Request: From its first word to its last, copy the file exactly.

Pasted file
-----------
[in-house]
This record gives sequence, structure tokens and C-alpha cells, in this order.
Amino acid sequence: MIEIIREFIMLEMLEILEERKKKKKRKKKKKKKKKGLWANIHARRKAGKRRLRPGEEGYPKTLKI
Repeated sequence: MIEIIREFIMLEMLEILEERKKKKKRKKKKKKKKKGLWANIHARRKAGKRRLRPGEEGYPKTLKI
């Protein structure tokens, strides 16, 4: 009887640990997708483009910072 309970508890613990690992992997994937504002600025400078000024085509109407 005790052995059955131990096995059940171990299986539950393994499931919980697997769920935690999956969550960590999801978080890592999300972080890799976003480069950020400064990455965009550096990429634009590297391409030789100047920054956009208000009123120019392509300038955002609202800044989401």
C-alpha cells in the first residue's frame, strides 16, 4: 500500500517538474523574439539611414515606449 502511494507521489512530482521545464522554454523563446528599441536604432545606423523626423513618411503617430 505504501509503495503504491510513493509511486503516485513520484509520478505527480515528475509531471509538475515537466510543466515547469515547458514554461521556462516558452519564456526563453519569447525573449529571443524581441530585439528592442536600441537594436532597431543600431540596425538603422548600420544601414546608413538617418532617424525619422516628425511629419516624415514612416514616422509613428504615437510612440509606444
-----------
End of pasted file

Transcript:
[in-house]
This record gives sequence, structure tokens and C-alpha cells, in this order.
Amino acid sequence: MIEIIREFIMLEMLEILEERKKKKKRKKKKKKKKKGLWANIHARRKAGKRRLRPGEEGYPKTLKI
Repeated sequence: MIEIIREFIMLEMLEILEERKKKKKRKKKKKKKKKGLWANIHARRKAGKRRLRPGEEGYPKTLKI
């Protein structure tokens, strides 16, 4: 009887640990997708483009910072 309970508890613990690992992997994937504002600025400078000024085509109407 005790052995059955131990096995059940171990299986539950393994499931919980697997769920935690999956969550960590999801978080890592999300972080890799976003480069950020400064990455965009550096990429634009590297391409030789100047920054956009208000009123120019392509300038955002609202800044989401």
C-alpha cells in the first residue's frame, strides 16, 4: 500500500517538474523574439539611414515606449 502511494507521489512530482521545464522554454523563446528599441536604432545606423523626423513618411503617430 505504501509503495503504491510513493509511486503516485513520484509520478505527480515528475509531471509538475515537466510543466515547469515547458514554461521556462516558452519564456526563453519569447525573449529571443524581441530585439528592442536600441537594436532597431543600431540596425538603422548600420544601414546608413538617418532617424525619422516628425511629419516624415514612416514616422509613428504615437510612440509606444